|Someone is making a ton of money!|
I ran across an interesting article from a favorite source the other day and encountered some production cost figures that I'm not so sure are telling an accurate story.
Left me a little confused [nothing new about that :)] --- I was dog-tired when I first scanned it and pounded out this post, so I may not have interpreted all as well as I should.
Key excerpt from article:
“We still pay for the author advance, the editing, the copy-editing, the proofreading, the cover and interior design, the illustrations, the sales kit, the marketing efforts, the publicity, and the staff that needs to coordinate all of the details that make books possible,” said Bob Miller in February 2009 on the HarperStudio blog (which has been defunct since April 2010 when the publishing start-up folded) when he was president and publisher of that company; he is now president and publisher of Workman Publishing. “The costs are primarily in these previous stages; the difference between physical and electronic production is minimal.”
That so ? From my initial research I had reached a different conclusion.
Perhaps it's in the way Bob miller is splitting his hairs or framing his parameters.
I do believe that content is king and should drive cost/value, but ...
This from Digital Book World by Jeremy Greenfield:
Consumers Upset and Confused Over E-Book Pricing
Publishers are making a killing on e-books because they cost nothing to produce, distribute and sell and are almost 100% pure profit. At least, that’s what many consumers think.
“E-books cost almost as much as printed books but are phenomenally cheaper to create,” said Trevor Doyle, 39, a teacher from Ione, Calif.
“There’s so much less cost involved – no material, relatively low distribution cost, no inventory costs, transportation,” said Michelle Barrineau, 42, a sales analyst from Ft. Lauderdale, Fla.
While consumers understand the basic costs involved in the bricks-and-mortar retail world, they don’t understand the costs involved in selling something that is, well, much, much smaller than a bread box.
“With today’s pricing, the profit in e-books is crazy,” said Greg Harris, 49, who lives in San Carlos, Calif., and is a vice president of sales and marketing for an electronics company. “Without the need to stock inventory and move paper all around the country, there should be a significant discount in the pricing model.”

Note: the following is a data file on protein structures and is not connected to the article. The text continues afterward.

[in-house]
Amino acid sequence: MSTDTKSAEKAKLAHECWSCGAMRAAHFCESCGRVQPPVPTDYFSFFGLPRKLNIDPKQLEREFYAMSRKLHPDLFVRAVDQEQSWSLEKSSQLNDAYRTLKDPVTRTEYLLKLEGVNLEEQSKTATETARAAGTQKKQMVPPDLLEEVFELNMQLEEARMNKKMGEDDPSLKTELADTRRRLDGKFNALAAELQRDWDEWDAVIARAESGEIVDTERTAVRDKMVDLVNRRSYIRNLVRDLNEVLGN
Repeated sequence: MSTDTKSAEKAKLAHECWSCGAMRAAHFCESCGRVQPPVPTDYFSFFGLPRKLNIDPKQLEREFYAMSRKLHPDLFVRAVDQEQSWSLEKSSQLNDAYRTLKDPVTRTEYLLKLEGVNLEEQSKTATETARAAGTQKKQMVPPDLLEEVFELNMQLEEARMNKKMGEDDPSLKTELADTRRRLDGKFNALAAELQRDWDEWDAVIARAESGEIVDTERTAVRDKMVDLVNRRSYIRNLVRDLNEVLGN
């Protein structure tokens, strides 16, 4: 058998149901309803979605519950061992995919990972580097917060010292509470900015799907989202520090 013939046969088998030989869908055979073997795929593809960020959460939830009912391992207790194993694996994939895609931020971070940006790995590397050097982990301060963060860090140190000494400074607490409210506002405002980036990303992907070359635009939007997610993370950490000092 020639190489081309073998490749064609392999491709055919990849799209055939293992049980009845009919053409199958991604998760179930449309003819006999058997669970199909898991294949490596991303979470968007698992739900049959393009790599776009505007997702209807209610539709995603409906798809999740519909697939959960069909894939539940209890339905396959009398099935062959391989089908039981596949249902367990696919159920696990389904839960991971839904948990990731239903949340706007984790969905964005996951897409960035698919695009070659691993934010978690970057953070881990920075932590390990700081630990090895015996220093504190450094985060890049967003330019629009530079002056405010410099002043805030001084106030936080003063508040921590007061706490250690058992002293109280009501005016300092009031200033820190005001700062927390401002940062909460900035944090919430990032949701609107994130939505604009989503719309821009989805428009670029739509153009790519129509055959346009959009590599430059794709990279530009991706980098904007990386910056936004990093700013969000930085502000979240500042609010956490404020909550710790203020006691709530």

“When I saw how much these e-books cost, I was amazed,” said Heidi Barron, 48, a public relations professional from Atlanta. “There is no printing, no shipping, no warehousing, no retailer. There is simply the transmission of the content through the Internet. Someone is making a ton of money.”
On that last point, Barron may be on to something. Publishing companies that publicly reported earnings for 2011 followed a similar pattern: flat sales, increased income. Digital Book World and others have speculated that higher profit margins on e-book sales are the culprit.
With the recent news about the Department of Justice lawsuit against some of the largest U.S. publishers and Apple alleging an e-book a price-fixing scheme, consumers are more aware than ever that there is a price battle going on in the e-book world. They just may not be aware of who is on what side, what each party wants and why, and what is really at stake.
“Why the frick-frack do these major publishers think it’s okay to put out a paperback at half the price of an e-book they can upload and forget?” said Diane Castle, 36, a writer from Dallas. “To me, this defied logic – until I stumbled upon a news article about the Justice Department’s price-fixing law suit yesterday. Now it all makes sense.”
“I do read e-books and am disgusted with the price that is usually charged,” said Sarah McGill, 37, a freelance writer from San Antonio. “I truly believe that the larger companies participated in some sort of price-fixing.”
So, How Much Does It Cost to Produce an E-Book?
Read and learn more
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